It seems that every time I try to fish lately I wake to a windstorm, snow, freezing rain, or just another short day of daylight.  I happen to have a really bad case of cabin fever going right now but at least I know that help is just around the corner with our trip to Costa Rica.  The one nice thing about the extended winters we have here in the NW is the fact that we get a chance to keep an eye on the legislature while they are in session.  So with that, here is an update to what has been going on.

 Merger Bill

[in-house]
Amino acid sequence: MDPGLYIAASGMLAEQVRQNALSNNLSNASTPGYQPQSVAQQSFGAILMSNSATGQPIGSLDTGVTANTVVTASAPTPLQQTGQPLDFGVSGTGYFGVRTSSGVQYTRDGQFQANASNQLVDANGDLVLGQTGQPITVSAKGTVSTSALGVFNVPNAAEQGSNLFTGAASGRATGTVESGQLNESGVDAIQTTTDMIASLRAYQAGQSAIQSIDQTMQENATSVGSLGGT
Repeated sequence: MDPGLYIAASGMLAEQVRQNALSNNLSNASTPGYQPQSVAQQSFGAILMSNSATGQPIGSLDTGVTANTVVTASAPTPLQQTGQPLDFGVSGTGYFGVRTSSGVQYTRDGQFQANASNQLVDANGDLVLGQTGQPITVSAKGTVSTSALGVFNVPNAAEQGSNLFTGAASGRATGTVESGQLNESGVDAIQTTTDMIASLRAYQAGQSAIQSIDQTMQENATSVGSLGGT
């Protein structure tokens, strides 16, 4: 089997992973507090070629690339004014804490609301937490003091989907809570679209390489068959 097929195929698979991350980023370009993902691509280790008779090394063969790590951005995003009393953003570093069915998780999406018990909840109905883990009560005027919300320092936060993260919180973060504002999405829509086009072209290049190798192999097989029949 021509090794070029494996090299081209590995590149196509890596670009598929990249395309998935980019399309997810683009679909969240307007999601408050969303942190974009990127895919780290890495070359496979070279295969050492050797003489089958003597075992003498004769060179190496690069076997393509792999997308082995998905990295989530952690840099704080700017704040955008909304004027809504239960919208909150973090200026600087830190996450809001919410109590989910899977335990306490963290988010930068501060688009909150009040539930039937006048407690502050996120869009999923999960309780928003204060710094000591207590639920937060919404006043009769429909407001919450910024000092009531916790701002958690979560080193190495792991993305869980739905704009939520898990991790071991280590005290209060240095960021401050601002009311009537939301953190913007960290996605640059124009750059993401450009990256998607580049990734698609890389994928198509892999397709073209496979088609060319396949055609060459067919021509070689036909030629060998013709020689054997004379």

SB 5669 is currently in Ways and Means and could get scheduled for a public hearing.  Just as a reminder, this is the bill that came from the governor's proposal to  merge WDFW into DNR and create this big new bureaucracy that would have supposedly saved the taxpayer $2.5 million out of a multi-billion deficit.  This bill would have also neutered our commission, the same one that the voters of this state overwhelmingly voted for.  Most people saw this for what it was, a power grab by the governor's office.  Even though recreational anglers showed up in force to put a stop to this nonsense, the bill still has some legs.  It has been changed and no longer takes the commission to an advisory panel, it still merges WDFW with the Parks Department.  This change is the idea of Senator Ranker and he claims there will be savings but at this point I haven't seen anything showing where those savigns will come from.